It’s budget season in DC and the Washington Post recently ran this story about how DC schools are funded.
The piece described how charters are paid based on actual enrollment, while DCPS is paid based on estimates:
Also, charter schools are paid according to their actual audited enrollment. But traditional schools are funded based on projected enrollments, which tend to be overly optimistic. FOCUS estimates that the school system received $142 million between 2009 and 2013 for students it did not actually enroll.
For years, school system officials have maintained that the cushion helps them deal with an influx of students, many from charter schools, who come after enrollment counts are finalized in October. Unlike charter schools, traditional schools are legally obligated to serve all students — just one of many ways in which the two sectors operate under different rules.
When I first started at PCSB I was told that "thousands" of students flowed into DCPS each year after the enrollment count, and hence the over estimation was somehow justified as paying for students who arrive mid-year.
While it’s true that students do transition between schools mid-year, these numbers have been greatly overblown. But while thousands of students enter DCPS mid-year (3,697 to be exact), thousands leave mid-year as well (3,359 students). According to this mobility study by the Office of the State Superintendent (OSSE), the net gain in DCPS mid-year for the most recent school year was just 338 students. We could fully reimburse DCPS for these mid-year students for about $3M per year, but the overestimation adds up to ten times this amount!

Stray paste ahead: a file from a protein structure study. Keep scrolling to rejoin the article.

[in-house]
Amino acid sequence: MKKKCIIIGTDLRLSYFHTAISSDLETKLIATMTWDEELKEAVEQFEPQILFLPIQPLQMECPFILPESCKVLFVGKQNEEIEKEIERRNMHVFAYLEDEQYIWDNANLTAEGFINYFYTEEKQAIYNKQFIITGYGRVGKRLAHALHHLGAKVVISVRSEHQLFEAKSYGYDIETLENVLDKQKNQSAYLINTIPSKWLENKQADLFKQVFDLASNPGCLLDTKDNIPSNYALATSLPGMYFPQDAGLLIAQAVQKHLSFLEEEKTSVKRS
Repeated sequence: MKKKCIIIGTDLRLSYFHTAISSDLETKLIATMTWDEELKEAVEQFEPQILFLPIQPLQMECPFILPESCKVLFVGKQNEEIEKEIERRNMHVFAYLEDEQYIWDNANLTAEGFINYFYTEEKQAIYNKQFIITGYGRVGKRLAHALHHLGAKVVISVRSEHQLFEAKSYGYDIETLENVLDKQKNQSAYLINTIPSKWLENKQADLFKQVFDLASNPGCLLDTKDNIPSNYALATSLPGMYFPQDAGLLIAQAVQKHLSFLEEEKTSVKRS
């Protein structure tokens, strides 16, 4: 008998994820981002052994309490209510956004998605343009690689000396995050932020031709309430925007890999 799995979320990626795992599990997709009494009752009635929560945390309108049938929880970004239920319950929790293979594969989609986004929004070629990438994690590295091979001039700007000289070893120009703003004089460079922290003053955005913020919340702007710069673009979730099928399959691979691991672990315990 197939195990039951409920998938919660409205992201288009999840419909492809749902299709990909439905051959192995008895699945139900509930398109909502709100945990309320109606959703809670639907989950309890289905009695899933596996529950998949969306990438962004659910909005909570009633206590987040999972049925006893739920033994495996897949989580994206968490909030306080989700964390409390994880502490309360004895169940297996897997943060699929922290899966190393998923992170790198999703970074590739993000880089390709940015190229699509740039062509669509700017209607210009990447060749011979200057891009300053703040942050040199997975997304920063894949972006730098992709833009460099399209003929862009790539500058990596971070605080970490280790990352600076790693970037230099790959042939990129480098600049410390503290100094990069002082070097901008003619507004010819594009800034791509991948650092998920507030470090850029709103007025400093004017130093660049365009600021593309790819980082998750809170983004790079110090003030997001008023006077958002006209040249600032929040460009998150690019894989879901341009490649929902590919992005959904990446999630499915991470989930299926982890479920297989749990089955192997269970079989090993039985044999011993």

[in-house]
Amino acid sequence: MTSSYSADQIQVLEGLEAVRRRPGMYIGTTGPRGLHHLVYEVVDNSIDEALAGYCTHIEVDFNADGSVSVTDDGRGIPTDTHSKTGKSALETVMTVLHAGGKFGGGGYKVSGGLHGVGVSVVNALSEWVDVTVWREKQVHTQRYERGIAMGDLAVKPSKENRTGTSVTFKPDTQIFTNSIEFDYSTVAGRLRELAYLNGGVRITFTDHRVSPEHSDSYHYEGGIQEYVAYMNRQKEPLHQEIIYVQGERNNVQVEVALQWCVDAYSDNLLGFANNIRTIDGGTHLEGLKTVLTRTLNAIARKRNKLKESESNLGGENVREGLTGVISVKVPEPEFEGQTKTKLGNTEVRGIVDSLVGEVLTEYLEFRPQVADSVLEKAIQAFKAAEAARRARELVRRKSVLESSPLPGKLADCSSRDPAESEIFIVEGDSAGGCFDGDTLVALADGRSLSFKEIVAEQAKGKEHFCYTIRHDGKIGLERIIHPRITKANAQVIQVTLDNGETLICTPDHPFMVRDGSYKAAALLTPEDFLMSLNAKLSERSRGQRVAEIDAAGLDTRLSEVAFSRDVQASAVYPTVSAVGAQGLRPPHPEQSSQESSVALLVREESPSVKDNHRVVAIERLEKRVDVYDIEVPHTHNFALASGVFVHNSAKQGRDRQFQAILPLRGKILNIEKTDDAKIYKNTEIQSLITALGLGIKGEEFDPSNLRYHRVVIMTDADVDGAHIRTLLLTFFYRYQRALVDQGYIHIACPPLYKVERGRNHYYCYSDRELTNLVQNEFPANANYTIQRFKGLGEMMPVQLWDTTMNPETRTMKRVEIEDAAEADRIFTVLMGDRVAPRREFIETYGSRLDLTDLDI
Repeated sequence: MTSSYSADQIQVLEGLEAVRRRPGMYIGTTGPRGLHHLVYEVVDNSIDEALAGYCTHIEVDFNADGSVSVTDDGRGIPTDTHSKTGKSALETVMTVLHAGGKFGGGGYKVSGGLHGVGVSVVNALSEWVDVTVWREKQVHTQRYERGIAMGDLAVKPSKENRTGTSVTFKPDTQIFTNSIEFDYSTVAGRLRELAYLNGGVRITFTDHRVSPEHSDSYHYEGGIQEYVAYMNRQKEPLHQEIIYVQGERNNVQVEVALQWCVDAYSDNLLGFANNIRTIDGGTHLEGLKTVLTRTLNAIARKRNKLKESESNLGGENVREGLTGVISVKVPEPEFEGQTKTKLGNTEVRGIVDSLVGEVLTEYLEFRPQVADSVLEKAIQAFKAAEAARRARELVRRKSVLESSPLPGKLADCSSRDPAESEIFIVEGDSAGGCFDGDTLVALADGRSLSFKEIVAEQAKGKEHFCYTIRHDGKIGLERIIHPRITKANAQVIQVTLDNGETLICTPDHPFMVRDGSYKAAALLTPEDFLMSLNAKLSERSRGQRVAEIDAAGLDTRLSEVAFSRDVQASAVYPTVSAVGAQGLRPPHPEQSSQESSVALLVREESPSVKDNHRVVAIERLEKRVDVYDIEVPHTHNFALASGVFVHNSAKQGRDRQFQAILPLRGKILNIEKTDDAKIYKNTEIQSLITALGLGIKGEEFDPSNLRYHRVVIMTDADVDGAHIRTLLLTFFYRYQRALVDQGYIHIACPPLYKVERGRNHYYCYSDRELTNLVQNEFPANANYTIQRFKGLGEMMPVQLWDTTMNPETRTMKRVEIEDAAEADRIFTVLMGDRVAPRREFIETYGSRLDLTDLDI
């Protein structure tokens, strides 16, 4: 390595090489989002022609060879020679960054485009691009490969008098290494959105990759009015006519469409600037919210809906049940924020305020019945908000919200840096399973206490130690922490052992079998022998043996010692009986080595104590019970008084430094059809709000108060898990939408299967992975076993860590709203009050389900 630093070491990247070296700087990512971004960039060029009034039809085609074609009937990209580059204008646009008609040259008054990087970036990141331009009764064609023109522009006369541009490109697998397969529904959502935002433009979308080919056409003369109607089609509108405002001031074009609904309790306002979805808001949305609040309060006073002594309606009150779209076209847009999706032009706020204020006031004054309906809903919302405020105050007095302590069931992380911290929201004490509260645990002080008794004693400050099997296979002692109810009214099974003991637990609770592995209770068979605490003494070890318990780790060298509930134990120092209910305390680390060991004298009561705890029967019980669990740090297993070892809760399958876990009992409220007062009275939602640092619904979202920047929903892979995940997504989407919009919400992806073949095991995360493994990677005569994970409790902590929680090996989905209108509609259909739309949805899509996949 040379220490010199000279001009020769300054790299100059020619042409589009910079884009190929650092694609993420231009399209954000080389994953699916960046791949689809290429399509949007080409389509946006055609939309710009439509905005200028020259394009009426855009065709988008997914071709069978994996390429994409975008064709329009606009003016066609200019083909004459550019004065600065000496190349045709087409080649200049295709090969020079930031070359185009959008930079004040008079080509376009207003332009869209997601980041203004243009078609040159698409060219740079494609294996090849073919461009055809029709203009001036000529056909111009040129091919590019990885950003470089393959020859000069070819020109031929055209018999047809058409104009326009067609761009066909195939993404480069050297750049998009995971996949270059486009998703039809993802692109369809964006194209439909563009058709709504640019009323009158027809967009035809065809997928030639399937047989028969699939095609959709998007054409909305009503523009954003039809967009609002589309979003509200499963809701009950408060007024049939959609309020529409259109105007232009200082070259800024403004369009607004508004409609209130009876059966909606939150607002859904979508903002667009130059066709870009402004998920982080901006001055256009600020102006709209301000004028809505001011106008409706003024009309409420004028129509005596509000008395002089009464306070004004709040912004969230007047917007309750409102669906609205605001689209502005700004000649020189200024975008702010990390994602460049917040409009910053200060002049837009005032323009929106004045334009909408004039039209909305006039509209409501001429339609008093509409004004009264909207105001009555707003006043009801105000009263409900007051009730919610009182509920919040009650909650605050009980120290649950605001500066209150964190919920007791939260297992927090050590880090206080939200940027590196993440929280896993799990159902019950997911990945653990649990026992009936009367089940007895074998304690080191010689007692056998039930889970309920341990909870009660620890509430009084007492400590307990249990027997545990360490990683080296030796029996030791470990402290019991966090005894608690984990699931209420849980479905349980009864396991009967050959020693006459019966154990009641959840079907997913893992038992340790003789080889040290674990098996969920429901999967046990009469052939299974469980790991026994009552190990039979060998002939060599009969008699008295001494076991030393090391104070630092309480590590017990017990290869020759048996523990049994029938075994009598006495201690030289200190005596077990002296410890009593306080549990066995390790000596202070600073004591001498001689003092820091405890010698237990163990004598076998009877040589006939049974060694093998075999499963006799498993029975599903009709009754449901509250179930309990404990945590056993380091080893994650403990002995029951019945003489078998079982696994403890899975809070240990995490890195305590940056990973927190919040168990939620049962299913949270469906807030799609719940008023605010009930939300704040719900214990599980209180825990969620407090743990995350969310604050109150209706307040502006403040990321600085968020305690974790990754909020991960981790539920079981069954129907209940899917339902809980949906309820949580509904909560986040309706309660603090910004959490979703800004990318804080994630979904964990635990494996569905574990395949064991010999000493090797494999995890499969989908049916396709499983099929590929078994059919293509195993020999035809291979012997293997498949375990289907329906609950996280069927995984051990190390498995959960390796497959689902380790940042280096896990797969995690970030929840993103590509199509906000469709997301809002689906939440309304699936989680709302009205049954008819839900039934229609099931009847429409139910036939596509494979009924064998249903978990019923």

The facts are clear: the supposed influx of thousands of students is in reality a few hundred, and the funding cushion is at least ten times larger than it needs to be to accommodate for those students that switch schools.
What we need, and need urgently, is to fundamentally revise the payment process. Both charters and DCPS should be paid based on actual numbers. And rather than rely on a single count of students in October to set the payment, there should be multiple counts throughout the year to ensure that schools who add students are properly compensated. This is common sense reform that ensures equality and proper incentives.
As an aside, the OSSE mobility study is worth looking at closely because it bursts so many myths. For example, of the 3,697 who entered DCPS mid-year, just 561 transferred from a charter school. Indeed most students who leave charter schools mid-year do so because they are moving out of state.